The following guide is intended for applicants seeking protection under the Violence Against Women Act.
The Violence Against Women Act (VAWA) allows spouses and children of United States citizens or lawful permanent residents to self-petition for permanent resident status, without the abuser’s help or knowledge.
To self-petition for permanent residency under VAWA, an individual must: Show that s/he lived with a United States citizen or lawful permanent resident spouse; Show that s/he was battered or subjected to extreme cruelty during the marriage; Show that s/he entered the marriage in good faith; o Show s/he is otherwise qualified for admission; and Show that s/he has good moral character.
You must file USCIS Form I-360 and all supporting documents and fees, including evidence of your good faith marriage to your USC or LPR spouse, evidence of the abuse you suffered, proof that you resided with your spouse, and evidence of your good character. You must file the form with the Vermont Service Center (VSC). If you are a self-petitioning spouse or child and you meet all filing requirements, you will receive a notice valid for 150 days that you can present to government agencies that provide certain public benefits to victims of domestic violence. If your petition is approved and you do not have legal status in the United States, USCIS may place you in deferred action, which allows you to remain in the United States.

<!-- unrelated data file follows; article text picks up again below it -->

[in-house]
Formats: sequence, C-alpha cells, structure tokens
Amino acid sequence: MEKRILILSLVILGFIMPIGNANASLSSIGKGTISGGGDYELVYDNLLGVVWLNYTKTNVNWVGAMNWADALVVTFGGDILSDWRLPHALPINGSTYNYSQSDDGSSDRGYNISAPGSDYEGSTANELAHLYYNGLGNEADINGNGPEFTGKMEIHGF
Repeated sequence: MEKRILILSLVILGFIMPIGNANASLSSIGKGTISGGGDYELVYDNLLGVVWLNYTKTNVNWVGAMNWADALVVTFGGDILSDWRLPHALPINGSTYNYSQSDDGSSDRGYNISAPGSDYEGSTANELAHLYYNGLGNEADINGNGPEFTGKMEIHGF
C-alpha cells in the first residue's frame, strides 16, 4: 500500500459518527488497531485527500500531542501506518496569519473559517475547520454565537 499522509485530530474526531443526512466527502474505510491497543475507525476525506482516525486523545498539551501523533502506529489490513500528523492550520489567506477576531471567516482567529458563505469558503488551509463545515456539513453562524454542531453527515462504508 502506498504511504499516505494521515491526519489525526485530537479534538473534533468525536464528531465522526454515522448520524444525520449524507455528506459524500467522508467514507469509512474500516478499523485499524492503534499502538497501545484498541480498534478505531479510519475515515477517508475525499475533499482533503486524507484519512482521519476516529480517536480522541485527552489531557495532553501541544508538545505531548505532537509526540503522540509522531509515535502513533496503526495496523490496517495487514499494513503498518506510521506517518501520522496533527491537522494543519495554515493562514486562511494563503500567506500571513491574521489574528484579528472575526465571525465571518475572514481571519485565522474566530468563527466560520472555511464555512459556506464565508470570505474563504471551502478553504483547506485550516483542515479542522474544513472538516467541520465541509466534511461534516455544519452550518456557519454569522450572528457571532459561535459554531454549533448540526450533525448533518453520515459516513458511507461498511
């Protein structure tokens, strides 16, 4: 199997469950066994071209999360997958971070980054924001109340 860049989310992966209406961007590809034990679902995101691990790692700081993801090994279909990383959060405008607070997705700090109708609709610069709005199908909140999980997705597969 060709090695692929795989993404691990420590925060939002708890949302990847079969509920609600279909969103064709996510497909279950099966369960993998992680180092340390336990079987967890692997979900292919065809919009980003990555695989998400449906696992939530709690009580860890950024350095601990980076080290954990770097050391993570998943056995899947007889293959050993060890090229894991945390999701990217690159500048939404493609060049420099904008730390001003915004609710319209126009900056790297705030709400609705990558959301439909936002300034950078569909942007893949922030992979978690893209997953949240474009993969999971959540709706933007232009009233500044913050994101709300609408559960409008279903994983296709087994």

Eligibility for Children
Qualifying parent/child relationship: You are the child of a U.S. citizen or permanent resident abuser, or you are the child of a U.S. citizen or permanent resident abuser who lost citizenship or lawful permanent resident status due to an incident of domestic violence. You have suffered battery/extreme cruelty by your U.S. citizen or permanent resident parent. You have resided with your abusive parent. You are a person of good moral character; a child less than 14 years of age is presumed to be a person of good moral character.